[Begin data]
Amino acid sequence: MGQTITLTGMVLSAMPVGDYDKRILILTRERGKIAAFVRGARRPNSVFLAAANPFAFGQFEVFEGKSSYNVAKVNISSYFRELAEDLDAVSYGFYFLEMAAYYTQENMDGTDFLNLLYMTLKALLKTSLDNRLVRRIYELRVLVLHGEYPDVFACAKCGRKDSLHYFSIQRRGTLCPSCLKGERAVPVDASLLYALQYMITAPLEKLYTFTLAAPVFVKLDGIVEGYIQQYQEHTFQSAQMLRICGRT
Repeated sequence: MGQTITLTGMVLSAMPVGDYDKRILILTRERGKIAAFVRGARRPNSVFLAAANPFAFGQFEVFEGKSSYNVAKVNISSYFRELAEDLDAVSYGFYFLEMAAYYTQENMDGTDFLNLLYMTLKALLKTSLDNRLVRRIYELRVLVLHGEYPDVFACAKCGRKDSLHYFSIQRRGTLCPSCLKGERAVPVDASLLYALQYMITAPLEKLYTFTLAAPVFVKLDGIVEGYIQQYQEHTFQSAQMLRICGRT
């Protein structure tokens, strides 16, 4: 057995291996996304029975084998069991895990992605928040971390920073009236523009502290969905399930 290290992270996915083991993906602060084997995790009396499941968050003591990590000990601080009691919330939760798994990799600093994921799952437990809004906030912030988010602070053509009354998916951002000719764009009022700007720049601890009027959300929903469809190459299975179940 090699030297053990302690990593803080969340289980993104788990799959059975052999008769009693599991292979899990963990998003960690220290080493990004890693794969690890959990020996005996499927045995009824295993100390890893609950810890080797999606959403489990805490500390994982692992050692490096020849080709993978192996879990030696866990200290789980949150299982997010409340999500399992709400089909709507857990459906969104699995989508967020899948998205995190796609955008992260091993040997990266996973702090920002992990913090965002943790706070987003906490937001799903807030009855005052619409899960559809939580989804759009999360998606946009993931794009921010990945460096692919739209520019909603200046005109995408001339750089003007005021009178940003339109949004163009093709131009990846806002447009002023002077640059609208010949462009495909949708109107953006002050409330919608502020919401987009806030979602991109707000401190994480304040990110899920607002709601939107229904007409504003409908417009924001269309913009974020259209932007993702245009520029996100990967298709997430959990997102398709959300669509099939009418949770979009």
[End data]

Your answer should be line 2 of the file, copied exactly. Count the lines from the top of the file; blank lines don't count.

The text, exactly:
Repeated sequence: MGQTITLTGMVLSAMPVGDYDKRILILTRERGKIAAFVRGARRPNSVFLAAANPFAFGQFEVFEGKSSYNVAKVNISSYFRELAEDLDAVSYGFYFLEMAAYYTQENMDGTDFLNLLYMTLKALLKTSLDNRLVRRIYELRVLVLHGEYPDVFACAKCGRKDSLHYFSIQRRGTLCPSCLKGERAVPVDASLLYALQYMITAPLEKLYTFTLAAPVFVKLDGIVEGYIQQYQEHTFQSAQMLRICGRT